As of Oct. 3, the Supreme Court is back in session with a new slate of highly consequential cases on its docket. To better understand what is at stake, Northwestern Now spoke with faculty to learn what cases they are following and what the ramifications are likely to be.
“The new term could be a dismal one for civil rights, with major cases on topics ranging from voting rights to affirmative action up for the Court’s review,” said David Shapiro, a clinical professor of law who also serves as the director of Supreme Court and appellate practice at the MacArthur Justice Center.
Shapiro encourages people who are concerned about the future of civil rights to vote in upcoming state supreme court elections. State courts will increasingly need to “pick up the balls that the U.S. Supreme Court is dropping,” he said.
In affirmative action cases brought by a group called Students for Fair Admissions against two universities, the plaintiffs are arguing that race-conscious admissions policies — which they claim lead to discrimination against Asian and/or white applicants — are unlawful because they conflict with provisions of the Civil Rights Act and/or the 14th Amendment’s equal protection clause.
“When it hears new challenges to affirmative action this year, my guess is that the Court is finally going to say that racial discrimination by state actors is not permissible, which is going to be a bigger bombshell than the Dobbs decision from last term, both because of the age of the precedents that it will overturn and the way its impact will be felt across society, not just in college admissions,” said Ronald J. Allen, the John Henry Wigmore Professor of Law.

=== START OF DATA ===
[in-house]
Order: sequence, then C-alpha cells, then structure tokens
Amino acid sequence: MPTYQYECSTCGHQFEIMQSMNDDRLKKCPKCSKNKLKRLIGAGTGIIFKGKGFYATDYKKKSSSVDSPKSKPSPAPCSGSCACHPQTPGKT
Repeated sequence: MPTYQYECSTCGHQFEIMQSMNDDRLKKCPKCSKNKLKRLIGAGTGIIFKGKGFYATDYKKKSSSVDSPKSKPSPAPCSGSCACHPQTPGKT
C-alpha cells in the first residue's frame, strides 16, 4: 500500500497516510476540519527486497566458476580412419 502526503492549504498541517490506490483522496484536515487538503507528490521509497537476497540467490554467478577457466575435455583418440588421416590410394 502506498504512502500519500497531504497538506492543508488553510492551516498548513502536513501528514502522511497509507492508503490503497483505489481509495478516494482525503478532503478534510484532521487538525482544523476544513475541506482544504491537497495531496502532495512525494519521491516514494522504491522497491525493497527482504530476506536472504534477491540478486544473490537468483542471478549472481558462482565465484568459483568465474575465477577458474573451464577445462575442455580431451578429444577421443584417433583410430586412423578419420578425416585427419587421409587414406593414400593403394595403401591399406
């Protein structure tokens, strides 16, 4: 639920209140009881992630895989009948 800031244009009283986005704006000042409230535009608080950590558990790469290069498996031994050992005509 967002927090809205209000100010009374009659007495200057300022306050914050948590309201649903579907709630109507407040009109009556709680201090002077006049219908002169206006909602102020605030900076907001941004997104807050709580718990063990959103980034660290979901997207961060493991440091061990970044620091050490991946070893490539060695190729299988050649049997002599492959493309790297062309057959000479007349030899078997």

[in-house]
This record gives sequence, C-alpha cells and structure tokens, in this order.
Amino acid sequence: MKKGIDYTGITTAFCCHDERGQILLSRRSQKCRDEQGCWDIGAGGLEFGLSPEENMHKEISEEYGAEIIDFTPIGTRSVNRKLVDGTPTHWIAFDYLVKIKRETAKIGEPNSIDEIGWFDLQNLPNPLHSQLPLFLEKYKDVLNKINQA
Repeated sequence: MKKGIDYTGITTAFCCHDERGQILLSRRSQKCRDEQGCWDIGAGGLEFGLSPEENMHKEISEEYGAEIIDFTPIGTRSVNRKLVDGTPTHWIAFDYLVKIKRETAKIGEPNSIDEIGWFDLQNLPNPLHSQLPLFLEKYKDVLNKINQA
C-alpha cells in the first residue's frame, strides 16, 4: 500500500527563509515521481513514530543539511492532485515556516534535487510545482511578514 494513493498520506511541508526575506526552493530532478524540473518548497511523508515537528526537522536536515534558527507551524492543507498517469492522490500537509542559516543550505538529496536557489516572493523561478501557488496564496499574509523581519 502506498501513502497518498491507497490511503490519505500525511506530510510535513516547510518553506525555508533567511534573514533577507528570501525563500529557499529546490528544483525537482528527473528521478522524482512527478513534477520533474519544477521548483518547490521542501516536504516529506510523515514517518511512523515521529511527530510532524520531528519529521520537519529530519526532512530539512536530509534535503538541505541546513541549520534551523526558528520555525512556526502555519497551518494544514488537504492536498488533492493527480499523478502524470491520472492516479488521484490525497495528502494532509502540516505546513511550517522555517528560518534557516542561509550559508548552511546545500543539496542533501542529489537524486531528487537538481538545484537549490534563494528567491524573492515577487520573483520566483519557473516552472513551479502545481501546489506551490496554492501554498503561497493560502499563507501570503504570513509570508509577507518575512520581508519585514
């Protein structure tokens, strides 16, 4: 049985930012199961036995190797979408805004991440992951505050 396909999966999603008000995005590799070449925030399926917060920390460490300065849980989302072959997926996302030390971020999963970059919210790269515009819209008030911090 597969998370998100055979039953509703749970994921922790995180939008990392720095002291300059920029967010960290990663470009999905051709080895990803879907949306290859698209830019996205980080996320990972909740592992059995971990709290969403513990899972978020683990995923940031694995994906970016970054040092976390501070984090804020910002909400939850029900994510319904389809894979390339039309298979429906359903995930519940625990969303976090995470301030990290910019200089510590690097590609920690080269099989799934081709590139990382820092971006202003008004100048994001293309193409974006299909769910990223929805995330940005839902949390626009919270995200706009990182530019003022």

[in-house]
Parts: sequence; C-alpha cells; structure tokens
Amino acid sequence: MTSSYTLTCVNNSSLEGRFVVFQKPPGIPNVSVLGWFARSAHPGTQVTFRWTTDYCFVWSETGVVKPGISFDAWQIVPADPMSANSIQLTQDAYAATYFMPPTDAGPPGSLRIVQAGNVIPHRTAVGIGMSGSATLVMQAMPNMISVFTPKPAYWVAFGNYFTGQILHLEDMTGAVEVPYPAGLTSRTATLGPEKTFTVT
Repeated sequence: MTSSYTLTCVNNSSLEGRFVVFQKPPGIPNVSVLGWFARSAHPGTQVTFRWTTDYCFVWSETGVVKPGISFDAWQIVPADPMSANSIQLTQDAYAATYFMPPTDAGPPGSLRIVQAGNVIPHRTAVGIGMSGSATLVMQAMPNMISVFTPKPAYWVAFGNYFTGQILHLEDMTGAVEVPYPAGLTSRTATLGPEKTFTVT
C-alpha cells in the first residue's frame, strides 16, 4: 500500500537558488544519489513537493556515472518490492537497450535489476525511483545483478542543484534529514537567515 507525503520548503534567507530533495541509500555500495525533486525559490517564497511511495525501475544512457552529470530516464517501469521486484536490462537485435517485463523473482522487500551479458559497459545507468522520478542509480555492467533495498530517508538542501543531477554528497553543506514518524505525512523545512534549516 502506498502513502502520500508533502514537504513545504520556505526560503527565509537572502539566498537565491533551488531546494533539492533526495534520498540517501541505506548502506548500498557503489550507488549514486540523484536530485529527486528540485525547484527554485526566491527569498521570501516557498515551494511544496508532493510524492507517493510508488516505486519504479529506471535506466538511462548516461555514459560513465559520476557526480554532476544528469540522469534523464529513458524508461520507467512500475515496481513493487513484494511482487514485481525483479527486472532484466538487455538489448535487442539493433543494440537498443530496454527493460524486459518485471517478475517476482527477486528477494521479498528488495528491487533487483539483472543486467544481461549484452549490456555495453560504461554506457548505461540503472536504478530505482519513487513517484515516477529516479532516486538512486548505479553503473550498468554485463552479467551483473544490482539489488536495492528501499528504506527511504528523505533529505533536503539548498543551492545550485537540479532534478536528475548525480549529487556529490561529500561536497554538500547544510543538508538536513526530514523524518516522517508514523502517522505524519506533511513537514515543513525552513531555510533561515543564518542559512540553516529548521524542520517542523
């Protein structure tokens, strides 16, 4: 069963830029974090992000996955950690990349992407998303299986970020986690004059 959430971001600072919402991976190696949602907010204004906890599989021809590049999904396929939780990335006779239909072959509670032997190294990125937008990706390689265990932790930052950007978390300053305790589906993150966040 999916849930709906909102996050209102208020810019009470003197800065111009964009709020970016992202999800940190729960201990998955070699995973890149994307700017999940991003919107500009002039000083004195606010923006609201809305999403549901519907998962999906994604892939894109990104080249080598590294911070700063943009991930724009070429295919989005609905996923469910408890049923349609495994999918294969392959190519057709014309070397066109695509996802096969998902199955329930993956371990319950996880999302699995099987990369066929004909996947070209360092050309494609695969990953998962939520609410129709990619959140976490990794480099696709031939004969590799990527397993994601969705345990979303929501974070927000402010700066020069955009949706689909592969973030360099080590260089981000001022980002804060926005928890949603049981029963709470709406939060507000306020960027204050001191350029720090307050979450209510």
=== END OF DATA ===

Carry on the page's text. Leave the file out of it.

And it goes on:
According to Kate Masur, the Board of Visitors Professor of History at the Weinberg College of Arts and Sciences: “The 14th Amendment passed Congress in 1866 and was ratified in 1868. As an historian of Reconstruction, I know that [the plaintiffs’] portrayal of the Amendment’s framers is incorrect, and I helped write an amicus brief that makes that case. The legislators who passed the 14th Amendment adopted a variety of race-conscious policies, including the nation’s first federal civil rights statute, which sought to ensure that citizens of ‘every race or color’ had the same civil rights as ‘white citizens.’ These men knew that white people had heretofore enjoyed legal advantages and sought to remedy that with a race-conscious law that is still part of our federal code.”
How exactly the Court rules will shape changes to the system going forward, according to Anthony Chen, an associate professor of sociology and affiliated faculty member at the Institute for Policy Research.
“I’ll be watching with everyone else to see if the Court throws out affirmative action altogether, or if they strike down the specific programs operated by Harvard and/or UNC because they did not satisfactorily demonstrate that race-neutral alternatives were not workable,” Chen said. “I suppose that it is also conceivable that the Court could choose to define the meaning of a workable, race-neutral alternative in a way that makes it virtually impossible for any school to justify the use of affirmative action going forward.”